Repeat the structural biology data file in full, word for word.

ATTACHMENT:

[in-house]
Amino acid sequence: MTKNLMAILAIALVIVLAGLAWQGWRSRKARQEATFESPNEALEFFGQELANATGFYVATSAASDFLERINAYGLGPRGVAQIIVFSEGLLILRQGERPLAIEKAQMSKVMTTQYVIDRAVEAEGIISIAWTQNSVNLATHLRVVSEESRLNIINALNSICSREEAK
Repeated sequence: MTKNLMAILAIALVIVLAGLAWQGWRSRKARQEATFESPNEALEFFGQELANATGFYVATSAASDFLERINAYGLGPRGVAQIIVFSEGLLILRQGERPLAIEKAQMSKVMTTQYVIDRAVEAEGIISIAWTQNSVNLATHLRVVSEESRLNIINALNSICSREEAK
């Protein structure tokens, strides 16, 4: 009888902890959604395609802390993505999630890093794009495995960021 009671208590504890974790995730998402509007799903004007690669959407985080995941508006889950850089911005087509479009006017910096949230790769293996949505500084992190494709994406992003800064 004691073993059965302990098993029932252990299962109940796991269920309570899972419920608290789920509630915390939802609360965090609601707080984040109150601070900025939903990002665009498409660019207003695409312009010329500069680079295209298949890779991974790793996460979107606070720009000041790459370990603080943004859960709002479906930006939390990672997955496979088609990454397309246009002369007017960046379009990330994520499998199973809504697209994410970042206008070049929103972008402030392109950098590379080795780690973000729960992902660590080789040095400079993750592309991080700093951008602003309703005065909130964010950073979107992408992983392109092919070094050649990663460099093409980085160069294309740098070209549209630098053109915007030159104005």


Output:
[in-house]
Amino acid sequence: MTKNLMAILAIALVIVLAGLAWQGWRSRKARQEATFESPNEALEFFGQELANATGFYVATSAASDFLERINAYGLGPRGVAQIIVFSEGLLILRQGERPLAIEKAQMSKVMTTQYVIDRAVEAEGIISIAWTQNSVNLATHLRVVSEESRLNIINALNSICSREEAK
Repeated sequence: MTKNLMAILAIALVIVLAGLAWQGWRSRKARQEATFESPNEALEFFGQELANATGFYVATSAASDFLERINAYGLGPRGVAQIIVFSEGLLILRQGERPLAIEKAQMSKVMTTQYVIDRAVEAEGIISIAWTQNSVNLATHLRVVSEESRLNIINALNSICSREEAK
């Protein structure tokens, strides 16, 4: 009888902890959604395609802390993505999630890093794009495995960021 009671208590504890974790995730998402509007799903004007690669959407985080995941508006889950850089911005087509479009006017910096949230790769293996949505500084992190494709994406992003800064 004691073993059965302990098993029932252990299962109940796991269920309570899972419920608290789920509630915390939802609360965090609601707080984040109150601070900025939903990002665009498409660019207003695409312009010329500069680079295209298949890779991974790793996460979107606070720009000041790459370990603080943004859960709002479906930006939390990672997955496979088609990454397309246009002369007017960046379009990330994520499998199973809504697209994410970042206008070049929103972008402030392109950098590379080795780690973000729960992902660590080789040095400079993750592309991080700093951008602003309703005065909130964010950073979107992408992983392109092919070094050649990663460099093409980085160069294309740098070209549209630098053109915007030159104005």